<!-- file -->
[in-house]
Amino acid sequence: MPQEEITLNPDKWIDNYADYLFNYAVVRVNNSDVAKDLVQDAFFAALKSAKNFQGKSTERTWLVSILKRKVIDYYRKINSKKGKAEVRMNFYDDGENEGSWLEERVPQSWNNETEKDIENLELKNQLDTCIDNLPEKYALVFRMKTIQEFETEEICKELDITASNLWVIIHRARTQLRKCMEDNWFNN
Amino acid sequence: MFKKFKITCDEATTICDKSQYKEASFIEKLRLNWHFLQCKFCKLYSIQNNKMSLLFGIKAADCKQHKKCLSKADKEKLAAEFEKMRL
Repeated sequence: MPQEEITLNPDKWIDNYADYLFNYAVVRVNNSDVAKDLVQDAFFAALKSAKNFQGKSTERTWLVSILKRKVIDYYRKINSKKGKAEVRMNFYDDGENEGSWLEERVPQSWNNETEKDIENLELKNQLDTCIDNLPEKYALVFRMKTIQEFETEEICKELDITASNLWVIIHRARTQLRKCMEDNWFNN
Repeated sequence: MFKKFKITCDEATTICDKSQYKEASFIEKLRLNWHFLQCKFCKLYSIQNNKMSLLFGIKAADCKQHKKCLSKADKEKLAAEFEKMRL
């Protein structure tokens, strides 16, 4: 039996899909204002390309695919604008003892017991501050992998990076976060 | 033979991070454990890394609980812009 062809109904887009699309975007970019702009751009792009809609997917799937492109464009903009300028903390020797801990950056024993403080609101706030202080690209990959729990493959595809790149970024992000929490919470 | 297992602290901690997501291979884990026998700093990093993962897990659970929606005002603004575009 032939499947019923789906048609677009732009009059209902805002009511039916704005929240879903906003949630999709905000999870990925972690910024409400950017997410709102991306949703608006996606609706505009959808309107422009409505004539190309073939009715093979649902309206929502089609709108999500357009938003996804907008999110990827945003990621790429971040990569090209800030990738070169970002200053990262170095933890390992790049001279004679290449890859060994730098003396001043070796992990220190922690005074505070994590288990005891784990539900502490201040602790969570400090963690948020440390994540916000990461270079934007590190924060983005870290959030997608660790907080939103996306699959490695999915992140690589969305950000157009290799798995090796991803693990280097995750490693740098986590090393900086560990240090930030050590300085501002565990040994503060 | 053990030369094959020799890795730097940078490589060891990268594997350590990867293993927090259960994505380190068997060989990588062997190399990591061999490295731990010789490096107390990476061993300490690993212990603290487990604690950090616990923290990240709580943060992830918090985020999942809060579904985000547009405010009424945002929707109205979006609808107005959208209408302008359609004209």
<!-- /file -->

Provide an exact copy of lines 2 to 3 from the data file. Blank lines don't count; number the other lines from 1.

Amino acid sequence: MPQEEITLNPDKWIDNYADYLFNYAVVRVNNSDVAKDLVQDAFFAALKSAKNFQGKSTERTWLVSILKRKVIDYYRKINSKKGKAEVRMNFYDDGENEGSWLEERVPQSWNNETEKDIENLELKNQLDTCIDNLPEKYALVFRMKTIQEFETEEICKELDITASNLWVIIHRARTQLRKCMEDNWFNN
Amino acid sequence: MFKKFKITCDEATTICDKSQYKEASFIEKLRLNWHFLQCKFCKLYSIQNNKMSLLFGIKAADCKQHKKCLSKADKEKLAAEFEKMRL